• National stability, socially and ecomically, means matching revenue to needed expenditures so all have access to opportunity. 
  • Time, place, manner. To suddenly stop feeding someone, even though he may well need a reduced diet, is probably to kill him.  Failure to feed the democracy aborts it.
  • Funding goals:  cut anything that fails to serves stability and growth. 
  • Productive people require less government support - an immediate savings in spending
Thumbs up on that.


Conclusion

Unbrinking means changes in behavior on both sides. Ideology has been a weapon, and that has not worked. S&P tells us that. Is ideology a mess of pottage when it is separated from context, put first before facts? Pottage. Sell your self for it and what do you get. See http://www.nytimes.com/2011/08/03/us/politics/03spend.html?ref=todayspaper

"If the facts don't support your case, argue the law. If the law doesn't support your case, argue the facts. And if neither the law nor the facts support your case, create a smoke screen and obscure everything."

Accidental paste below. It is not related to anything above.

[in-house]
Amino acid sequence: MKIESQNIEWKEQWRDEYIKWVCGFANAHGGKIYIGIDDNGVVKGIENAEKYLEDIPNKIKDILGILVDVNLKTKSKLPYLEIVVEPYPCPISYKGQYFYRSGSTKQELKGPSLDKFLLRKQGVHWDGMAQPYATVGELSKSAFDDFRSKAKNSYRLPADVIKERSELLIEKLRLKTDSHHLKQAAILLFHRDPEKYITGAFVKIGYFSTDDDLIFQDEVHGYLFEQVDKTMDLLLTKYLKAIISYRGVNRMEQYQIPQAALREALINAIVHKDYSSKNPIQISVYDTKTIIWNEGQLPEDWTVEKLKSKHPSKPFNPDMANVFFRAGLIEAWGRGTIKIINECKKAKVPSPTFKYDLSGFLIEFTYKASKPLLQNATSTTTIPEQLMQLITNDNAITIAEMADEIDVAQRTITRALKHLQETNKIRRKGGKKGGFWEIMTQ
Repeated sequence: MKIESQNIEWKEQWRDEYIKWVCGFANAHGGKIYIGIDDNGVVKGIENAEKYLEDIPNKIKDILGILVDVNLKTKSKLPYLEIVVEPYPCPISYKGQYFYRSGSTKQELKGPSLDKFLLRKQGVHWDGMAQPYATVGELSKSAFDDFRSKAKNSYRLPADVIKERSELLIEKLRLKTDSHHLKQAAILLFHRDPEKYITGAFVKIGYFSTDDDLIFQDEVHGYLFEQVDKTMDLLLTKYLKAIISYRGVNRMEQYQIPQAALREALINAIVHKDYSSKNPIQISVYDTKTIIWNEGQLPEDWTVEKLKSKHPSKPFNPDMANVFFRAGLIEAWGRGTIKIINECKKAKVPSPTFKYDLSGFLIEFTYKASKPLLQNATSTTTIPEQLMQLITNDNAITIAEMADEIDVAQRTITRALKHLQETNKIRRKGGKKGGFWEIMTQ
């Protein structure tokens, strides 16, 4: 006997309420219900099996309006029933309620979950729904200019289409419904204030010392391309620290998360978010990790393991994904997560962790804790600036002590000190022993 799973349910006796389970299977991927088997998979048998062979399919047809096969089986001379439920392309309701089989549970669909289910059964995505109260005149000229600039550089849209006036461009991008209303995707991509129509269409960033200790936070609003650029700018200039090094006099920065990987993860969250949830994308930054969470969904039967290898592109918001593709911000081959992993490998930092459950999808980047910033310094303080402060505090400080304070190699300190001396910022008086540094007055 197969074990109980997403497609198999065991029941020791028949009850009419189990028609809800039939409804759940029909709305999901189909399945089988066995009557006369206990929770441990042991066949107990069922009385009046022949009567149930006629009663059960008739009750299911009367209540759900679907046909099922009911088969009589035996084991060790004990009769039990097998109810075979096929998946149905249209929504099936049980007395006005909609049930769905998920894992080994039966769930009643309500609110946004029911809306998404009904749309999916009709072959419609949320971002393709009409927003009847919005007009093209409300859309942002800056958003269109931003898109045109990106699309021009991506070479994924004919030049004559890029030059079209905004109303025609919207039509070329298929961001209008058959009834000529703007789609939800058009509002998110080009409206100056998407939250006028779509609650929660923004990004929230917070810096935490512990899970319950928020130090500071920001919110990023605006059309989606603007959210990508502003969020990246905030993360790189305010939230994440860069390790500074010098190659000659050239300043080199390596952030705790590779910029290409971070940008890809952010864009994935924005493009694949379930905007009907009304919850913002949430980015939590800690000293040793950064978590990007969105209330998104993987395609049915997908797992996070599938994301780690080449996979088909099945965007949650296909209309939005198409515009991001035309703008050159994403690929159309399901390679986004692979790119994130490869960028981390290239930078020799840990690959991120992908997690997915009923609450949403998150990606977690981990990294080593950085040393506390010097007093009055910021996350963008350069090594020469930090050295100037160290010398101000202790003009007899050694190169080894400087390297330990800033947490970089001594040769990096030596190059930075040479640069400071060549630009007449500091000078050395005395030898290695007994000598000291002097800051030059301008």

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FN 1  IRAC.  Voter tools for analysis. What is the issue here. What solution is proposed. Does the solution address the supposed issue, or another agenda.

  Learn how to phrase an issue first -- what is to be decided.  Then separate what proven rules should apply.  Then apply those rules to the facts and arguments; and see what the conclusion is as to the issue. 

In analysis, the principles of IRAC have long been available to professional training schools, see http://www.lawnerds.com/guide/irac.html.  Can it be used by voters to demand information from the Super Committee, to explain to the public what is happening without reference to a particular member's ideology. Let ideology come in at the end, to see if it tweaks a result that all can live with, or not.

Bring tools to the public. A little IRAC exposure may enable a voter to spot logical weakness, despite emotional connection that may have already been made. 
  • Examine use of analogies and repetition and other persuasion tactics.
  • Stop before committing to a position.
  • IRAC: A step by step analysis tool. Simple.
Usefulness:

Balance in any resolution of anything leads to perception of fairness, thus stability.  Here, ideology comes at the end of the analysis, not at the beginning.  Period. If someone starts with ideology, flip the channel.